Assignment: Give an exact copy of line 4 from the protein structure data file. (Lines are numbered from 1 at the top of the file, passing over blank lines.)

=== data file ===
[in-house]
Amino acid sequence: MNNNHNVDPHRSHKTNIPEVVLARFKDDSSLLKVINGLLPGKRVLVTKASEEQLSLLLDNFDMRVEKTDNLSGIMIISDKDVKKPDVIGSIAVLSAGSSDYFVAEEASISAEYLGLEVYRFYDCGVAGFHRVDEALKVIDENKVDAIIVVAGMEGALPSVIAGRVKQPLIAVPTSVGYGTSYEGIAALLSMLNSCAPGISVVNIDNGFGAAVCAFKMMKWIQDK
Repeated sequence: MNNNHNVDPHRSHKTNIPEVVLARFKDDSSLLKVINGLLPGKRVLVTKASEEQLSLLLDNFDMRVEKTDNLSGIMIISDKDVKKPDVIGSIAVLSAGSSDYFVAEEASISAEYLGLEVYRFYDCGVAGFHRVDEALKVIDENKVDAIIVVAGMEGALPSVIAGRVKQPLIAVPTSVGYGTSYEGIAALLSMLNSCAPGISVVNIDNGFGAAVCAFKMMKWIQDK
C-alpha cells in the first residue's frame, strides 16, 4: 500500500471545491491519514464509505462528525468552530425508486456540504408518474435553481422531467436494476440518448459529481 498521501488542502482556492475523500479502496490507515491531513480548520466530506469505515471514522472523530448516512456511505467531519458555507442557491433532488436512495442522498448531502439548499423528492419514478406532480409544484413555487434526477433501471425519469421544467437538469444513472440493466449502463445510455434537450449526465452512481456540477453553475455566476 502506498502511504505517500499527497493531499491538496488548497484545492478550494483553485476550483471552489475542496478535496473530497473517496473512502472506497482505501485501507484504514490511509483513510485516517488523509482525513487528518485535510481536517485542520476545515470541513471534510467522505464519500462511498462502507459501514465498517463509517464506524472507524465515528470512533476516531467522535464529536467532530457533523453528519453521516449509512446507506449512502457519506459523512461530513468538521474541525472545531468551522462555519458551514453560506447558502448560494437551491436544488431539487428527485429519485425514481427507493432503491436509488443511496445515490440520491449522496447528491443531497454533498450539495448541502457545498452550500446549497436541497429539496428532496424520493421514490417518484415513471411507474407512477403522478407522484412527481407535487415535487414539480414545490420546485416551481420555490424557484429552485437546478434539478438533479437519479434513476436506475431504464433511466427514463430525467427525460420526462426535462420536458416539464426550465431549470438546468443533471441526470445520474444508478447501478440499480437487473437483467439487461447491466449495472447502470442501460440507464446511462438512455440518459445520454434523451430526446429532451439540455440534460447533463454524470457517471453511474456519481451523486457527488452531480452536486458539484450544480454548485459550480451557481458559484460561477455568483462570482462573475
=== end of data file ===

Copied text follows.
C-alpha cells in the first residue's frame, strides 16, 4: 500500500471545491491519514464509505462528525468552530425508486456540504408518474435553481422531467436494476440518448459529481 498521501488542502482556492475523500479502496490507515491531513480548520466530506469505515471514522472523530448516512456511505467531519458555507442557491433532488436512495442522498448531502439548499423528492419514478406532480409544484413555487434526477433501471425519469421544467437538469444513472440493466449502463445510455434537450449526465452512481456540477453553475455566476 502506498502511504505517500499527497493531499491538496488548497484545492478550494483553485476550483471552489475542496478535496473530497473517496473512502472506497482505501485501507484504514490511509483513510485516517488523509482525513487528518485535510481536517485542520476545515470541513471534510467522505464519500462511498462502507459501514465498517463509517464506524472507524465515528470512533476516531467522535464529536467532530457533523453528519453521516449509512446507506449512502457519506459523512461530513468538521474541525472545531468551522462555519458551514453560506447558502448560494437551491436544488431539487428527485429519485425514481427507493432503491436509488443511496445515490440520491449522496447528491443531497454533498450539495448541502457545498452550500446549497436541497429539496428532496424520493421514490417518484415513471411507474407512477403522478407522484412527481407535487415535487414539480414545490420546485416551481420555490424557484429552485437546478434539478438533479437519479434513476436506475431504464433511466427514463430525467427525460420526462426535462420536458416539464426550465431549470438546468443533471441526470445520474444508478447501478440499480437487473437483467439487461447491466449495472447502470442501460440507464446511462438512455440518459445520454434523451430526446429532451439540455440534460447533463454524470457517471453511474456519481451523486457527488452531480452536486458539484450544480454548485459550480451557481458559484460561477455568483462570482462573475